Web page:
Why canning isn’t just for your grandma

Canning benefits include saving money and extending the availability of seasonal foods

Sponsored by Canadian Tire | Impress Branded Content

For many, a childhood staple was visiting grandma’s house and eating canned peaches, cherries, apples, or pickles that were tucked away like hidden gems in the pantry.

But canning isn’t just for your grandma anymore, as more people – young and old — are choosing to preserve their fruits and veggies.

Before you start thinking you “can’t” do it, just by following a few simple steps, you will find that you definitely “can!”

Canadian Tire is making it easier than ever for all ages to take advantage of the pleasure of preserving food, with a section of their site dedicated to providing recipes, canning products (including a starter kit), and a video showcasing canning basics.

Canning involves placing foods in jars and heating them to a temperature that destroys potential bacteria. During this process, a vacuum seal is also formed that keeps the food fresher, longer. Canning allows you to be in control of what goes into your food while buying store-bought or packaged food often takes that choice away.

Other benefits of canning include: extending the availability of seasonal product, saving money by making long-lasting food at home, and as an added bonus, it feels good to share the final product with friends and family.

Years ago, canning was much more time consuming. Today, with proficient refrigerators, farmers markets, and recipes available online, preserving small batches of various foods can be done in a sophisticated, creative, and efficient way.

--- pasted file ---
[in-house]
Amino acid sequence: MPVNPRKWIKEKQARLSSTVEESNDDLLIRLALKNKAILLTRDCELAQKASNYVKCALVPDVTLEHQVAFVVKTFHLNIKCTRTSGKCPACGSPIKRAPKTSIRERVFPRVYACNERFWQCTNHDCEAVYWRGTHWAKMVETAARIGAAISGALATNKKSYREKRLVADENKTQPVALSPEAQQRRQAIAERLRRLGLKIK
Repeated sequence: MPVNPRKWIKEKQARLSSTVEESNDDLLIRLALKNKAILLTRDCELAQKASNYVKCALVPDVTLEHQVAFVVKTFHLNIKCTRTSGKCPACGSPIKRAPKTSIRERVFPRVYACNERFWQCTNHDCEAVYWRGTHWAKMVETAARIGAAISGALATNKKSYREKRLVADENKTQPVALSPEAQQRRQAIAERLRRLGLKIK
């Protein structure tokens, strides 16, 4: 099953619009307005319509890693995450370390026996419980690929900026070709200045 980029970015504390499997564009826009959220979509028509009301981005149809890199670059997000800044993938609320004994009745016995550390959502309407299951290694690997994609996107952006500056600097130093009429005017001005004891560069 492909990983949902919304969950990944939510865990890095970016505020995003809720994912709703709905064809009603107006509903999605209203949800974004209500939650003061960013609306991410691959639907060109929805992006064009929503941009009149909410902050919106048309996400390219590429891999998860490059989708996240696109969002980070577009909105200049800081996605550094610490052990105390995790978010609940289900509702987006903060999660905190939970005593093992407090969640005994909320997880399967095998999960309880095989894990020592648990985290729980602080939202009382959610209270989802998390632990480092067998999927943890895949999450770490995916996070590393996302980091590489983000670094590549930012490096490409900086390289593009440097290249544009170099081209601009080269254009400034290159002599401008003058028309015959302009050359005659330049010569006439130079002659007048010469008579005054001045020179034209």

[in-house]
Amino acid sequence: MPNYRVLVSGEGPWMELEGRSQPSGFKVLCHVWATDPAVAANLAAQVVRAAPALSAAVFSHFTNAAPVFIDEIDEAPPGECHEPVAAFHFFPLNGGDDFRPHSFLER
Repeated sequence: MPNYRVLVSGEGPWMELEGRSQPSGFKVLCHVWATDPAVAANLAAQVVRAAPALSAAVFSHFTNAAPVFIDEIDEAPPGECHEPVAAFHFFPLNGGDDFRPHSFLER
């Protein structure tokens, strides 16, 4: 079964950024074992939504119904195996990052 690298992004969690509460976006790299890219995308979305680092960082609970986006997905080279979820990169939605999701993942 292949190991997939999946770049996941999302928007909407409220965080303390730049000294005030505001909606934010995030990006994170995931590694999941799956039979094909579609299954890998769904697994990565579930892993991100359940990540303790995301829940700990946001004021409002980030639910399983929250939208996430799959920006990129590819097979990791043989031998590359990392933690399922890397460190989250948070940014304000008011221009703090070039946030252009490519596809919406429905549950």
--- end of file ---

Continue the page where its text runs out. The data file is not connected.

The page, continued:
Canning is a skill any modern food-lover should try, if not to experience the joy of creating something delicious, then at the very least, to make grandma proud.

Visit canadiantire.ca/canning for everything you need to know about canning, including recipes, tips, and product tests by Canadian Tire’s Tested for Life in Canada testers.

Just Posted

Interior Health managers voice discontent

Negative comments about work culture aimed at CEO Chris Mazurkewich.

Students frustrated by UBCO response to harassment allegations

Kelowna - Students were unaware of resources on campus

Video: Bulky bobcat goes for a stroll

Bob Lindley shared a video of a sneaky bobcat strolling through his yard in Vernon.

Cops report explosion in number of thefts from vehicles in Central Okanagan

In just the first 2 1/2 weeks of 2018, the number has nearly tripled in Kelowna and West Kelowna

Kelowna and West Kelowna’s unsolved crimes of the week

RCMP are searching for a fraud suspect and vandal suspect in this week’s unsolved crimes

Kelowna’s Ursel to coach host team at Olympics

Bob Ursel is headed to the Olympics with South Korea’s national men’s curling team

WestJet appeals lost bid to scrap harassment lawsuit

Airline argues judge was wrong to have dismissed the company’s application to strike the legal action

Can U.S. border guards search your phone? Yes, and here’s how

Secretary of homeland security explains a new policy that let’s border guards check phones

‘Beautiful writer’ Nancy Richler dies of cancer in Vancouver hospital

Montreal-born author spent most of her adult life in B.C. as a fiction writer and novelist

B.C. commuters vote to rename bus service to ‘Jeff’

The company asked and the people of Facebook answered

EDITORIAL: With harassment allegations, students deserve better at UBCO

The lack of communication with students isn’t good enough for the Kelowna campus

Physical altercation turns to online threats in Celista

Police were called to a Shuswap ice rink after a group of men physically fought each other

Arson suspect heads to court

Vernon man suspected of starting a string of 2014 fires in Vernon

Opinion: Dare to be smarter

Just say no works for more than just substance abuse

Most Read